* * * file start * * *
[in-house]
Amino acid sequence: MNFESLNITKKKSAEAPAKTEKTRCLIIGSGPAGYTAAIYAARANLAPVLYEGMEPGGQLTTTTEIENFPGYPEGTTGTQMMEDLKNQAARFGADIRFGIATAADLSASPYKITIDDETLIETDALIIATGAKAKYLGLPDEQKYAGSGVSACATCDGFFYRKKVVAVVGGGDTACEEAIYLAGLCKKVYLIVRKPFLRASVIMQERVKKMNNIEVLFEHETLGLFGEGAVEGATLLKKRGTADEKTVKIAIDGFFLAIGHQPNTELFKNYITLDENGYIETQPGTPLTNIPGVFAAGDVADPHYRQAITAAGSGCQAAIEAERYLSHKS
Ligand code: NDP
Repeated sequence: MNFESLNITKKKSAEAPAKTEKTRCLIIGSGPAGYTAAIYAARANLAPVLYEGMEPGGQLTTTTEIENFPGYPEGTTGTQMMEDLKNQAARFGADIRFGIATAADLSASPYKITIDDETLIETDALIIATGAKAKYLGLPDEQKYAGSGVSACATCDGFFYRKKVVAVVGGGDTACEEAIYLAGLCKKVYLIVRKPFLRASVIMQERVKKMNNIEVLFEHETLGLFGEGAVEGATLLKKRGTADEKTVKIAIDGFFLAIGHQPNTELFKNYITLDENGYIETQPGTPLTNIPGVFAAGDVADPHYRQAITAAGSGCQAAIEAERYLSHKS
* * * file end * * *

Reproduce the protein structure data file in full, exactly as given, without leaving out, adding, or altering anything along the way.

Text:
[in-house]
Amino acid sequence: MNFESLNITKKKSAEAPAKTEKTRCLIIGSGPAGYTAAIYAARANLAPVLYEGMEPGGQLTTTTEIENFPGYPEGTTGTQMMEDLKNQAARFGADIRFGIATAADLSASPYKITIDDETLIETDALIIATGAKAKYLGLPDEQKYAGSGVSACATCDGFFYRKKVVAVVGGGDTACEEAIYLAGLCKKVYLIVRKPFLRASVIMQERVKKMNNIEVLFEHETLGLFGEGAVEGATLLKKRGTADEKTVKIAIDGFFLAIGHQPNTELFKNYITLDENGYIETQPGTPLTNIPGVFAAGDVADPHYRQAITAAGSGCQAAIEAERYLSHKS
Ligand code: NDP
Repeated sequence: MNFESLNITKKKSAEAPAKTEKTRCLIIGSGPAGYTAAIYAARANLAPVLYEGMEPGGQLTTTTEIENFPGYPEGTTGTQMMEDLKNQAARFGADIRFGIATAADLSASPYKITIDDETLIETDALIIATGAKAKYLGLPDEQKYAGSGVSACATCDGFFYRKKVVAVVGGGDTACEEAIYLAGLCKKVYLIVRKPFLRASVIMQERVKKMNNIEVLFEHETLGLFGEGAVEGATLLKKRGTADEKTVKIAIDGFFLAIGHQPNTELFKNYITLDENGYIETQPGTPLTNIPGVFAAGDVADPHYRQAITAAGSGCQAAIEAERYLSHKS